Episode Three devotes its hour to the assimilation of the Marines into Melbourne’s community, especially the night life, finding Sergeant Basilone (Jon Seda) and Sergeant Morgan (Joshua Biton) lifting a glass or six to their fallen friend Manny, a fellow NCO killed on Guadalcanal. Poet-warrior/Private First Class Leckie (James Badge Dale) takes time out from a bender with his squadmates to stumble after a beautiful Australian girl, Stella, as she boards a street car. Stella invites Leckie to sober up and call upon her at home, in that order. Basilone and Leckie’s paths diverge sharply soon after, however, as Basilone learns that he has won the Medal of Honor, the highest military decoration awarded to U.S. servicemen. As a result of this honor, Basilone is reassigned to duty in the United States to tour the country seeking support for war bonds to help fund the war effort. Meanwhile, Leckie bonds with Stella and her mother and step-father, Greek immigrants as entranced with American soldiers as all the rest of Melbourne. Invited to stay in their home, Leckie finds Stella heating up their relationship with alacrity as she visits him in his room the first night, wearing a bathrobe and little else. (Was I the only one utterly delighted that curvily delicious Stella is played by Claire Van Der Boom?) Leckie’s squadmate, Private Sidney Phillips (Ashton Holmes), also finds romance, though of a comically more chaste variety closely overseen by a young lady’s bearded, unsmiling grandfather, who has unilaterally adopted a strict set of wartime articles for the courtship of his granddaughter.
After last week’s near-derailment of the series, Episode Three does solid work in re-focusing the narrative by concentrating on the jarring contrast between the swampy, lethal combat conditions on Guadalcanal and the impossibly idyllic environment of wartime Melbourne. In particuarl, Leckie’s interactions with his hastily adopted family resonate strongly, a good storyline giving life both to the frustrating impact of the war at home — family friends missing in action, strict wartime rationing — and to Leckie’s unsatisfying home life. The warm reception (oh so warm!) afforded by Stella and her family begins to tease out the difficulty of Leckie’s upbringing as a the youngest child of a large family that was not exactly thrilled to see him come along. The chilly relationship between Leckie and his father, illustrated by their farewell in Episode One, contrasts sharply with the immediate acceptance and love he experiences from Stella’s small, patched-together family, a warmth and sense of belonging he appears never to have known. The relationship takes an unexpected turn, however, when Stella learns of the death of a childhood friend and begins to question her devotion to a man whose greatest perils still lie in the future. Leckie lashes out in an unexpected way in response, leading to his reassignment to an intelligence unit, rendering his future with the First Marines unclear.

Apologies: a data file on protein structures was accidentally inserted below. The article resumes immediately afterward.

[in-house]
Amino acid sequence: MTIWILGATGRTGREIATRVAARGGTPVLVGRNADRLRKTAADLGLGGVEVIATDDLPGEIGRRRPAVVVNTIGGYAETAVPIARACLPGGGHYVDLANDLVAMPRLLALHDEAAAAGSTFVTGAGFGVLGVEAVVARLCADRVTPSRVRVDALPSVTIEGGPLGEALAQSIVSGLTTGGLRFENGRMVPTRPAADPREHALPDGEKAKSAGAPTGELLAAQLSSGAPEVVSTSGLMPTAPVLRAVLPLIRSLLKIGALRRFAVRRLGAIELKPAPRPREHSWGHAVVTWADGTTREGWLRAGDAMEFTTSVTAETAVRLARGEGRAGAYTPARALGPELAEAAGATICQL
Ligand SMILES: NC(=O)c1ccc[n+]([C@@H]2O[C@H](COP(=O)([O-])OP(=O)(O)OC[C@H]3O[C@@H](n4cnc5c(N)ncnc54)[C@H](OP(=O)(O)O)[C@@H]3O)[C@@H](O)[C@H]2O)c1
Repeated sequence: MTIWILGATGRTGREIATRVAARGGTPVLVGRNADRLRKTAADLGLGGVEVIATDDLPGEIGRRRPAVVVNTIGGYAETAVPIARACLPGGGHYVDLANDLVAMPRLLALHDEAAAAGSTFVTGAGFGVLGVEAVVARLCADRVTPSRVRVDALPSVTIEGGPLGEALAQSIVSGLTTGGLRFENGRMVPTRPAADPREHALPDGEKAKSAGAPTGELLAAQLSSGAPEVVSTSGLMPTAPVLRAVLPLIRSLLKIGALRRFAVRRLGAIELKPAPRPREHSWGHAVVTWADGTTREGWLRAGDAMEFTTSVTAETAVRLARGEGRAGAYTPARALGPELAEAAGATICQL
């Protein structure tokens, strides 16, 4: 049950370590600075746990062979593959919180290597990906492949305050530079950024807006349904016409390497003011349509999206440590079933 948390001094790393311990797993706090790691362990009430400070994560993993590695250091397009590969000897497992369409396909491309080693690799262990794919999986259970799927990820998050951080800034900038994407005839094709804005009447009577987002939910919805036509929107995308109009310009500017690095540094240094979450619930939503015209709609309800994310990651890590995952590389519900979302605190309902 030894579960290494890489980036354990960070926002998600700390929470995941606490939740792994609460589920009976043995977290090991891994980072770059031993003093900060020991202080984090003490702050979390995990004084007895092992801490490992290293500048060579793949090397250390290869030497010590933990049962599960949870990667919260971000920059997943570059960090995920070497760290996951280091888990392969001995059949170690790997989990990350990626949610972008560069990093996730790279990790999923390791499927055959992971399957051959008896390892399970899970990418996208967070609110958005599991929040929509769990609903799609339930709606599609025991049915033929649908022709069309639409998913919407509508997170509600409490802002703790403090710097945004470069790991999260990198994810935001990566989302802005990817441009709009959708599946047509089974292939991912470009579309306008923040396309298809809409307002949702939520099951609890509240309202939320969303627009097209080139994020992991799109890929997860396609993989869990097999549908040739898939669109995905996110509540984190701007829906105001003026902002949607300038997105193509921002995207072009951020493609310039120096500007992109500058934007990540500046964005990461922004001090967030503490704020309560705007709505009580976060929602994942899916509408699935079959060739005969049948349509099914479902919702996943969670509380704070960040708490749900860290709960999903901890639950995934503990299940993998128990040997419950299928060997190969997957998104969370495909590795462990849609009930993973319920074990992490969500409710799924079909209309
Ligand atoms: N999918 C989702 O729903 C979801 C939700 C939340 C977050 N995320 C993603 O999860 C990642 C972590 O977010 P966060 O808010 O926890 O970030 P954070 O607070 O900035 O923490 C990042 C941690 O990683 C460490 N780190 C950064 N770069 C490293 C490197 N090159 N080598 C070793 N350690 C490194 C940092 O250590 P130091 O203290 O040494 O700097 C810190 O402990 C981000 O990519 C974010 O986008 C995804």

Basilone’s tale remains arid, and actor Jon Seda continues to struggle to breathe life into an underwritten character and narrative. After a nice bit with Basilone’s commanding officer, the charismatic Lewis “Chesty” Puller (William Sadler), in which Basilone shows up to receive his Medal of Honor commendation with a Level 4 hangover, the plot rapidly loses momentum as Basilone deals with the news of his transfer stateside. It’s unclear whether Basilone feels guilt, relief, or a mixture of both as the plot drifts to an inert state with Basilone heading home. Seda is a dynamic, magnetic presence, and the Basilone character has great potential. So far, however, that potential has gone largely untapped, other than Episode Two’s murky exploration of Basilone’s heroics on Guadalcanal, an exploration which hardly did justice to the truth of Basilone’s exploits.
With Episode Three, The Pacific shows promising signs of pulling viewers in a more focused direction. In particular, the maturation of Leckie and his baby-faced squadmates, as they hurtle through a lifetime of drama in a few months, rings true in depicting the crucible of young men caught up in violent world events, trying to squeeze out those few moments of humanity allowed them in the maelstrom. The preview for Episode Four indicates that these Marines are headed back into combat, however, with every appearance that the ten-month visit to Melbourne will only last one episode in the universe of The Pacific.
HBO’s The Pacific airs Sunday nights at 9:00 p.m. Eastern.
Ted Boynton is a dedicated sot who holds down a job and a wife, three hours each per day, whether they need it or not. Readers may scold, hector, admonish or taunt Ted by e-mailing him at [email protected]